The Oklahoma House of Representatives apparently heard its last few bills of the session Wednesday afternoon, including one that prohibits schools, colleges and universities from requiring COVID-19 vaccinations.
Senate Bill 658, by Sen. Rob Standridge, also makes it more difficult for schools to impose mask mandates and bans them from requiring unvaccinated students to wear masks.
Rep. Kevin West, R-Moore, who carried the bill in the House, and Rep. Jim Olsen, R-Sallisaw, couched the issue in terms of personal freedom and parental rights, while opponents said individuals should not have the freedom to jeopardize the health and safety of those around them.
"Every once in awhile it's about community, about looking out for your neighbor," said Rep. Forrest Bennett, R-Oklahoma City. "I think five, ten, fifteen years from now, we'll look back on this and some of us will think differently about it. I think some will feel a little bit embarrassed."
"The most important issues in this discussion are liberty and parental rights," said Olsen. "Liberties of people are paramount. ... Parents have the right to make these choices for their children."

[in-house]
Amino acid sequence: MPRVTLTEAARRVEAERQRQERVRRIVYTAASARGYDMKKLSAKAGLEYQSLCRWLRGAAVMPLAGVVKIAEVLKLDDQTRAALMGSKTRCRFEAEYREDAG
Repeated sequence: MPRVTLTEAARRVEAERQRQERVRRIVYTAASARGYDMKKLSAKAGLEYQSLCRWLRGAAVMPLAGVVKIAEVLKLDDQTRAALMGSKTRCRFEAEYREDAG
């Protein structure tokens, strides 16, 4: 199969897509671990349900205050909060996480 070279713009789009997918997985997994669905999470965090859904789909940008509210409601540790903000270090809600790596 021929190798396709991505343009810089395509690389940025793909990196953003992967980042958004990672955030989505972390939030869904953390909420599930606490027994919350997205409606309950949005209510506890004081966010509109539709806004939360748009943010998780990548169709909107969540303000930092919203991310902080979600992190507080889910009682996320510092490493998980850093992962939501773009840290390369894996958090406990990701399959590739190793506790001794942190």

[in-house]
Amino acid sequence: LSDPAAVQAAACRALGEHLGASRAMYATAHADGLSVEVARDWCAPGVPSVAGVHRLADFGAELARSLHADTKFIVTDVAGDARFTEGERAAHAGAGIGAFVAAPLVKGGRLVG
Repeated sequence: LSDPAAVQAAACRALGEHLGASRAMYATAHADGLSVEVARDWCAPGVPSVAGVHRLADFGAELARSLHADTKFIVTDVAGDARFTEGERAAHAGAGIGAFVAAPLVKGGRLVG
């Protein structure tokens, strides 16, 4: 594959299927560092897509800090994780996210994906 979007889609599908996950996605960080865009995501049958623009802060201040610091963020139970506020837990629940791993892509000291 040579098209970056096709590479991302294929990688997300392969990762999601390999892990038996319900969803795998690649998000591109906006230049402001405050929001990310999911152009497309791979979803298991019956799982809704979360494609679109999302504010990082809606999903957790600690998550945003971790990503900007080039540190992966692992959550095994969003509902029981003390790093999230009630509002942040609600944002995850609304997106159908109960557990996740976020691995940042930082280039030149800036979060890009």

Shortly after passage of SB 658 on a 76-18 vote, Majority Floor Leader Jon Echols, R-Oklahoma City, said the House would return at 10:00 a.m. "for the purposes of hearing a sine die motion."
Adjourning sine die is essentially final adjournment for the session.
If that is the case, the House will have leave a few bills on the table, including one — SB 959 — that allows the governor to temporarily fill vacant U.S. Senate seats.
Currently, vacancies can only be filled by election. With the U.S. Senate split 50-50, Republicans wanted a faster means but apparently could not agree on exactly how to do it.
The current version of SB 959 permits the appointment of a temporary replacement of the same party as the incumbent and requires that replacement to sign an oath that they will not seek election to the position.
West, the House sponsor of SB 658, argued that vaccinations should not be required for students because the vaccines have only emergency approval. He also noted that no vaccine has been approved for children under 12.
To implement a local district mask policy, SB 658 requires consultation with the local health department and an emergency declaration from the governor.
Opponents argued the vaccination ban will be a particular problem for colleges and universities and their international student bodies.